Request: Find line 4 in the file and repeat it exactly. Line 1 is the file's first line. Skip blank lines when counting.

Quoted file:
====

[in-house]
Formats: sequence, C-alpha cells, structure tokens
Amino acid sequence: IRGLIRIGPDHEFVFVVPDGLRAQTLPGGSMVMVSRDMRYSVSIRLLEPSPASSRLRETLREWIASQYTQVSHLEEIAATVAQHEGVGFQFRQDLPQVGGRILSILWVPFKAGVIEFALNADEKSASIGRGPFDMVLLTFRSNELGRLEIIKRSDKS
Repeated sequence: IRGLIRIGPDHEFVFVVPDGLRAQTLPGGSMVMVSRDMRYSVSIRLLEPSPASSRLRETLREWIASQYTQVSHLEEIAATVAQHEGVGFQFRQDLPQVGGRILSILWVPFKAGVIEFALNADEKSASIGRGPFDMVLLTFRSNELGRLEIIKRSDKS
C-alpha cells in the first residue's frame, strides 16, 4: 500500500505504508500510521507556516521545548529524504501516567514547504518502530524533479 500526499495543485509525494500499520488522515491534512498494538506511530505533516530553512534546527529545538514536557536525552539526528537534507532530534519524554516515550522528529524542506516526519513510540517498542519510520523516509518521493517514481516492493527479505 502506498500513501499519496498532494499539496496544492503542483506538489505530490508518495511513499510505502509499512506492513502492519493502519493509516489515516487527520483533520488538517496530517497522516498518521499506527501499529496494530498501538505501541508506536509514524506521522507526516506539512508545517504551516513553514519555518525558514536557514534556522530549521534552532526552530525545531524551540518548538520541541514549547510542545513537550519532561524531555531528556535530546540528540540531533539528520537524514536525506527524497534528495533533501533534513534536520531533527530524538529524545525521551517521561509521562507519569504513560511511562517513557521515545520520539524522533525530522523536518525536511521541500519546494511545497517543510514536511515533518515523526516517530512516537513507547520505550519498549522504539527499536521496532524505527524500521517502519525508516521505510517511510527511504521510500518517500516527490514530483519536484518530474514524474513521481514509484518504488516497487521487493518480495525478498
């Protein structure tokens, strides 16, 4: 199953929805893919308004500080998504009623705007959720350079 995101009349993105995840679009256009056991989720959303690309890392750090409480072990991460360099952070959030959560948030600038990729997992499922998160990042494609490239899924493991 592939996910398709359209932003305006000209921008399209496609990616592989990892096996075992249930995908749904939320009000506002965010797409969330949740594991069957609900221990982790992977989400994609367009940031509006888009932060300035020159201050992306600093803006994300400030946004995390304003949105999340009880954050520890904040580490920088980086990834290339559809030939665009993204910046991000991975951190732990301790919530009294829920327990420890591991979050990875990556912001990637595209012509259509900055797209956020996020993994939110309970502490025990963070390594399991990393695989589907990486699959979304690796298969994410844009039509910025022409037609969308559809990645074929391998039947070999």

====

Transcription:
Repeated sequence: IRGLIRIGPDHEFVFVVPDGLRAQTLPGGSMVMVSRDMRYSVSIRLLEPSPASSRLRETLREWIASQYTQVSHLEEIAATVAQHEGVGFQFRQDLPQVGGRILSILWVPFKAGVIEFALNADEKSASIGRGPFDMVLLTFRSNELGRLEIIKRSDKS